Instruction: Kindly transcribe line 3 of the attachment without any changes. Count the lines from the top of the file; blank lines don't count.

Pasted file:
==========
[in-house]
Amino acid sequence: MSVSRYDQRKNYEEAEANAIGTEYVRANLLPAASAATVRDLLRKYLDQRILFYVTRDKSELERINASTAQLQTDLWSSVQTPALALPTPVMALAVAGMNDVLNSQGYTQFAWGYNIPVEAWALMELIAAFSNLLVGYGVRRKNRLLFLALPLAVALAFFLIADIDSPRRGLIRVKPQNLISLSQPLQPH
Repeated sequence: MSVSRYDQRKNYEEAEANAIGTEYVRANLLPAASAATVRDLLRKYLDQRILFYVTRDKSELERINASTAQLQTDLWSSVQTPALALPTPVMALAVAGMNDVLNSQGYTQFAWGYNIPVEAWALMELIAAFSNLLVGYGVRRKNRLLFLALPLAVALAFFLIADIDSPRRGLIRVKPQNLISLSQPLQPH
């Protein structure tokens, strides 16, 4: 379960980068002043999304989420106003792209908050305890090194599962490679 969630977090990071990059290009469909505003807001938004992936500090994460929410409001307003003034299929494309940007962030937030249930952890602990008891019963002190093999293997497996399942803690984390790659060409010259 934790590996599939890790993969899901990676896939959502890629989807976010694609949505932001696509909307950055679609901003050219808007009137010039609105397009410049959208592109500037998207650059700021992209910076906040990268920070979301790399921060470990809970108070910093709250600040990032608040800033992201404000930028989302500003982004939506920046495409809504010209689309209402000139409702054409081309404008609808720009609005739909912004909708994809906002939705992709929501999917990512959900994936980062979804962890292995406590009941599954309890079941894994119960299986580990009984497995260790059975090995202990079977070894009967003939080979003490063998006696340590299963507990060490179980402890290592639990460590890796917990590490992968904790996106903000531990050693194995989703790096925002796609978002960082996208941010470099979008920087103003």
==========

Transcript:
Repeated sequence: MSVSRYDQRKNYEEAEANAIGTEYVRANLLPAASAATVRDLLRKYLDQRILFYVTRDKSELERINASTAQLQTDLWSSVQTPALALPTPVMALAVAGMNDVLNSQGYTQFAWGYNIPVEAWALMELIAAFSNLLVGYGVRRKNRLLFLALPLAVALAFFLIADIDSPRRGLIRVKPQNLISLSQPLQPH